I never agreed with John Miller on the wisdom of a Gephardt pick. This morning when I saw that the NY Post was saying it’s Gephardt I was basically pleased. I thought Gephardt would be bad because the strongest argument for Kerry (or against Bush) is “change.” Now I think change for change’s sake is one of the most pernicious and intellectually vacuous sentiments in American politics. But that does not mean it’s not a powerful impulse. Gephardt was not the candidate for change.
Edwards is. He’s high energy. He hasn’t been too infected with Potomac fever and Senatoritis. His stump schtick plays well with the populist forces in the Democratic Party and he’s pretty (no serious person I know thinks Edward would have ever gotten into politics if he’d been burnt by acid as a teenager).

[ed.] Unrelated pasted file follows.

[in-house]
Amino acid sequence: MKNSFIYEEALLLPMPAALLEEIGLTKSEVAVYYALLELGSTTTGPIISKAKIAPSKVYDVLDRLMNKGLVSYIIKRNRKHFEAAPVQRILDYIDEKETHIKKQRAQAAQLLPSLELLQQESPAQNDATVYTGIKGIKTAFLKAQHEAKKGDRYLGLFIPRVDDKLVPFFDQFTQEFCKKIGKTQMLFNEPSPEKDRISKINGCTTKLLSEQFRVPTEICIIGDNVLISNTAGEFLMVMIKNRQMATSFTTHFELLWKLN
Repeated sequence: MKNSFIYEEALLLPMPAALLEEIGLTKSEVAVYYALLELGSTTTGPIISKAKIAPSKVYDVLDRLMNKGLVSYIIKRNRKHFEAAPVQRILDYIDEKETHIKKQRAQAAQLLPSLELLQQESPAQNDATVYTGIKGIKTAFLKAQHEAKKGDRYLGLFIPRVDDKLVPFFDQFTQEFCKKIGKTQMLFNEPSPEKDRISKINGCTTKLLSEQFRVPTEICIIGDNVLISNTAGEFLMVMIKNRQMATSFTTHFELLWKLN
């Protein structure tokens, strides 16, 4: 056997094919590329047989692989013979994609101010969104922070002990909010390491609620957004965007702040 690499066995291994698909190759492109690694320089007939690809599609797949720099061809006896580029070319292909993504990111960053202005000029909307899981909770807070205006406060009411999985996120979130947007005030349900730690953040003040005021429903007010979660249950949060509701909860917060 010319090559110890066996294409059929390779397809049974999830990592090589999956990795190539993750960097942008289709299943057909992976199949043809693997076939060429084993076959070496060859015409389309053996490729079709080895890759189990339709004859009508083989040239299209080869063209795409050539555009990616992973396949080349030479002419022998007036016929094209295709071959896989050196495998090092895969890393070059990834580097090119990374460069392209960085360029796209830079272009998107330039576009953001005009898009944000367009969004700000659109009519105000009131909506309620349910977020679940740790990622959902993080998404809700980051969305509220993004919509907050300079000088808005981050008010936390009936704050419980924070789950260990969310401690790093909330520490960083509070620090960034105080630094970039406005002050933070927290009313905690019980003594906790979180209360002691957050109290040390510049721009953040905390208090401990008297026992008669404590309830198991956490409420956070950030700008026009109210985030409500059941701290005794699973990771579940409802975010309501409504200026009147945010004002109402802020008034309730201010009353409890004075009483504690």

The downside: Edwards is among the worst choices possible if the issue this fall is national security and terrorism. He’s not very sharp on foreign affairs. He has very little experience (Please, stop citing junkets to Afghanistan as a qualification!). If the Bush campaign can really make this election about national security, Edwards may not become a full-blown liability, but he might not make much of an asset either. One can be sure that the Bush team will be reminding everyone that Kerry’s first pick was John McCain. And no logic which sees McCain as your first choice would then identify Edwards as the second choice — unless, of course, the logic of winning was the only criteria.